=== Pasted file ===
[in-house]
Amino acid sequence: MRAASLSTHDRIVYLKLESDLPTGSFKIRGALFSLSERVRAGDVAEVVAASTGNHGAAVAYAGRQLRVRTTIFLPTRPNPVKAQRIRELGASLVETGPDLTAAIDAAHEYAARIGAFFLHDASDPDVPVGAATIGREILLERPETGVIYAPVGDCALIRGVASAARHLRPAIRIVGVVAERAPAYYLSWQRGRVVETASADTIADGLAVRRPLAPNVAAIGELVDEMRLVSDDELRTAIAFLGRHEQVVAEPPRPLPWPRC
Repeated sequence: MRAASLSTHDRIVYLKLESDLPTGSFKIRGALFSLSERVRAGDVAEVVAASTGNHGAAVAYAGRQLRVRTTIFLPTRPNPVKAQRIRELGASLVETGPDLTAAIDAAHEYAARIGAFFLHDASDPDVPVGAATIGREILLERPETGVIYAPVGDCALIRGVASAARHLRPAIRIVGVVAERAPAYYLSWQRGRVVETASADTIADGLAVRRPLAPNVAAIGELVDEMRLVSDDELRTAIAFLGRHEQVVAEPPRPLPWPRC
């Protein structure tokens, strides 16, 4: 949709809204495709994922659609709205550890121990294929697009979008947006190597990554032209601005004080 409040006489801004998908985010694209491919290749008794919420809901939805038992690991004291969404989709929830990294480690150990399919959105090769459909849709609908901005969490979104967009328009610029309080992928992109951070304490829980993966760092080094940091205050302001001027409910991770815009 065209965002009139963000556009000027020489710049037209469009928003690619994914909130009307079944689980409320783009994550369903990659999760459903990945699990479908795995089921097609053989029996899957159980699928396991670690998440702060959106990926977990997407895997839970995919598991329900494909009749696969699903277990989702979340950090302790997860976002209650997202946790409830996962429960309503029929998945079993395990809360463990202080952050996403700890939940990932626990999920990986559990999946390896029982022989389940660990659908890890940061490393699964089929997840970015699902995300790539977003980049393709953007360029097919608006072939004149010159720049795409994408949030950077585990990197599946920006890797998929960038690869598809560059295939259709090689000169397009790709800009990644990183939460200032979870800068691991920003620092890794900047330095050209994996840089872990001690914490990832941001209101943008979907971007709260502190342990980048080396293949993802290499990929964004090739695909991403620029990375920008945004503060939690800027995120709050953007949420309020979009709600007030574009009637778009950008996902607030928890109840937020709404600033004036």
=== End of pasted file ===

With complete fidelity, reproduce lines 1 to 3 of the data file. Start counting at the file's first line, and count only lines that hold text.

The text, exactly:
[in-house]
Amino acid sequence: MRAASLSTHDRIVYLKLESDLPTGSFKIRGALFSLSERVRAGDVAEVVAASTGNHGAAVAYAGRQLRVRTTIFLPTRPNPVKAQRIRELGASLVETGPDLTAAIDAAHEYAARIGAFFLHDASDPDVPVGAATIGREILLERPETGVIYAPVGDCALIRGVASAARHLRPAIRIVGVVAERAPAYYLSWQRGRVVETASADTIADGLAVRRPLAPNVAAIGELVDEMRLVSDDELRTAIAFLGRHEQVVAEPPRPLPWPRC
Repeated sequence: MRAASLSTHDRIVYLKLESDLPTGSFKIRGALFSLSERVRAGDVAEVVAASTGNHGAAVAYAGRQLRVRTTIFLPTRPNPVKAQRIRELGASLVETGPDLTAAIDAAHEYAARIGAFFLHDASDPDVPVGAATIGREILLERPETGVIYAPVGDCALIRGVASAARHLRPAIRIVGVVAERAPAYYLSWQRGRVVETASADTIADGLAVRRPLAPNVAAIGELVDEMRLVSDDELRTAIAFLGRHEQVVAEPPRPLPWPRC